Without fanfare, Smead Manufacturing Co., of Hastings, Minn., has started construction of a manufacturing plant 1 1/2 miles west of Cedar City.
Michael Dolan, executive vice president and chief operating officer, said the $12.5 million, 312,000-square-foot facility will be completed in March 1997. At that time 225 people will be employed. The company manufactures office products such as office filing systems, hanging folders, classification folders and expanding files.Dolan said the 90-year-old company decided to close its Pico Rivera, Calif., plant because the site was unacceptable for expansion. The company has been looking for sites since September 1995 and selected Cedar City because of its proximity to the West Coast and other markets.
Most of the people hired will be from Cedar City, although some skilled maintenance technicians and management personnel will be transferred from the Pico Rivera plant to get the work at the new plant started. He anticipates an annual payroll of $4 million.
Some equipment for the new plant will be transferred from Pico Rivera and other plants owned by Smead, but Smead will also buy some new equipment, Dolan said.
Butler Construction Co., Kansas City, Mo., is the general contractor for the building, but much of the subcontractor work will come from local companies, he said. The exterior of the building will be concrete panels, and the interior will have large steel beams holding up a pitched roof. There will be a wall between the manufacturing portion and the offices.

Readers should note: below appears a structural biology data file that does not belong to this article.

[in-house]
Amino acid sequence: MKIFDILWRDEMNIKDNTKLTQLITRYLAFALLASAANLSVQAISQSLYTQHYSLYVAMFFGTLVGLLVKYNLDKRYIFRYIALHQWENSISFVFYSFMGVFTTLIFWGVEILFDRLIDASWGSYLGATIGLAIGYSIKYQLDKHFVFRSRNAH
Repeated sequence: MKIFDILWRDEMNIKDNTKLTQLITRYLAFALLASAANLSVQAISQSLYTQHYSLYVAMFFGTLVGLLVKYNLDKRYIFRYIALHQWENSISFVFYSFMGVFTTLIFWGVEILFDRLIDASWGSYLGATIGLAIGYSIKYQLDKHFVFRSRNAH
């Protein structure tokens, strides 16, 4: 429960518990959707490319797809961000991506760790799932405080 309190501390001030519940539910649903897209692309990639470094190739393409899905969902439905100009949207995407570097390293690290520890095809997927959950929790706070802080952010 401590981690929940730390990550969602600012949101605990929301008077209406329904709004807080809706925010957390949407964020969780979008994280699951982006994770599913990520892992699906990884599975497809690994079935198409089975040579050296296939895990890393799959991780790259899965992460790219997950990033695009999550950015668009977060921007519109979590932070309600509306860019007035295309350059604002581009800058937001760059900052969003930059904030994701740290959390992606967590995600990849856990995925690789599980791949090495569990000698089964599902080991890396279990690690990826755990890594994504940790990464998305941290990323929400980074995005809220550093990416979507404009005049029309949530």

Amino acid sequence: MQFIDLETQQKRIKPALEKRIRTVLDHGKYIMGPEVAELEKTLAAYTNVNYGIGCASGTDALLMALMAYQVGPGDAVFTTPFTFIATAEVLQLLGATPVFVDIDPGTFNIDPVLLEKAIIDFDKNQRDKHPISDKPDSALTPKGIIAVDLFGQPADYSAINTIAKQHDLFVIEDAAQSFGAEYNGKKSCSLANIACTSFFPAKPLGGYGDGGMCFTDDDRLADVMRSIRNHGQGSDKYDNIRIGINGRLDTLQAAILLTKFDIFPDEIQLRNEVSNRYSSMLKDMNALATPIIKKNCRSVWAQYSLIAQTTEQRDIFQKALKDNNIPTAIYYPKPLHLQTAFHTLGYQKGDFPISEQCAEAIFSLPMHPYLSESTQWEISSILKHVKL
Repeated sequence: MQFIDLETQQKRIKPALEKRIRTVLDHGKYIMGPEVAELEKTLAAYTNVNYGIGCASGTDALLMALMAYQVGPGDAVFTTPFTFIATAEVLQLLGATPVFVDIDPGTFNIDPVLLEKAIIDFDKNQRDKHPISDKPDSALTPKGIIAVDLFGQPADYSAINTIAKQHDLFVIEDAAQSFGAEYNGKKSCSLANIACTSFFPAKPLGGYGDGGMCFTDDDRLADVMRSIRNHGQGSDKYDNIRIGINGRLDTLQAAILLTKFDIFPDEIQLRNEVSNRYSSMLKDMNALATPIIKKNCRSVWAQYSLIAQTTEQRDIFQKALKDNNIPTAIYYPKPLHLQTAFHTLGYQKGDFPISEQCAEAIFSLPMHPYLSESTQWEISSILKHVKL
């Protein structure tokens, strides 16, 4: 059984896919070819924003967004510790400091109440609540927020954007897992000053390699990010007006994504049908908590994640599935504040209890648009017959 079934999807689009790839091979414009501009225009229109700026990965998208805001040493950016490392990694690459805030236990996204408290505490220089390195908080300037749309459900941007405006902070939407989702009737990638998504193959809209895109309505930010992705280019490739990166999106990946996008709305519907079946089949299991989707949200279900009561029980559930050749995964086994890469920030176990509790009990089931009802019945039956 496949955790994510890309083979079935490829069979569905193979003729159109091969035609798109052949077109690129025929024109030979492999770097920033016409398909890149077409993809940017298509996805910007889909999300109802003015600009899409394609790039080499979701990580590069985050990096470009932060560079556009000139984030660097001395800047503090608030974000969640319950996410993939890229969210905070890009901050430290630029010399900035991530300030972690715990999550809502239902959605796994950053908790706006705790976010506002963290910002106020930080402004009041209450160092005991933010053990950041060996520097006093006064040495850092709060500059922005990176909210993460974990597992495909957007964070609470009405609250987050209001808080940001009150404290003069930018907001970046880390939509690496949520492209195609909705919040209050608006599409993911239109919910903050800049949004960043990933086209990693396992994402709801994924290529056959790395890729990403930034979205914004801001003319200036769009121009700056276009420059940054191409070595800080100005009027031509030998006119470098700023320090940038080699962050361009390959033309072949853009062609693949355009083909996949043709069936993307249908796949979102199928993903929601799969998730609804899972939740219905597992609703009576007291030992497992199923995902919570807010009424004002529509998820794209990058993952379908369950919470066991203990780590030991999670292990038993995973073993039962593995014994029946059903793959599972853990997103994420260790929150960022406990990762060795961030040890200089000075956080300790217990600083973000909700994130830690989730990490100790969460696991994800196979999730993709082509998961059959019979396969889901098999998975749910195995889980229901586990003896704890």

In order for Smead to complete its move to Cedar City, Dolan said the company had to negotiate with two landowners for the purchase of the 80 acres in Cedar City's growing industrial area west of town.
Even though company officials knew there would be some problems on the acreage because of Utah prairie dog habitat, the company overcame those obstacles and determined Cedar City was the best location possible.
Dolan said Smead received a permit from the U.S. Fish and Wildlife Service to move the prairie dogs from the land and also received tremendous cooperation from the Utah Division of Wildlife Resources, Iron County, Utah Division of Business and Economic Development officials and city officials to make the move a reality.
Smead received some minor incentives in the form of tax relief to cover some infrastructure problems such as road access and sewer hookups.
In the coming months, Dolan said, some of Smead's equipment will be brought to Cedar City so new employees can be trained. Smead might have to lease some unused space in a surrounding company for that purpose, but nothing has been signed yet, he said.
Manufacturing associates will be paid $6.50-$6.75 per hour; materials associates, $7-$7.70 per hour; and production associates $7.50-$9 per hour. Supervisors will get more, Dolan said.
Smead was started in 1906 by Charles Smead, but he died in 1909. Ebba Hoffman started running the company in 1955 when her husband died, and she still is active in the firm along with her daughter, Sharon Hoffman Avent. The company has 2,400 employees and last year did $235 million in business.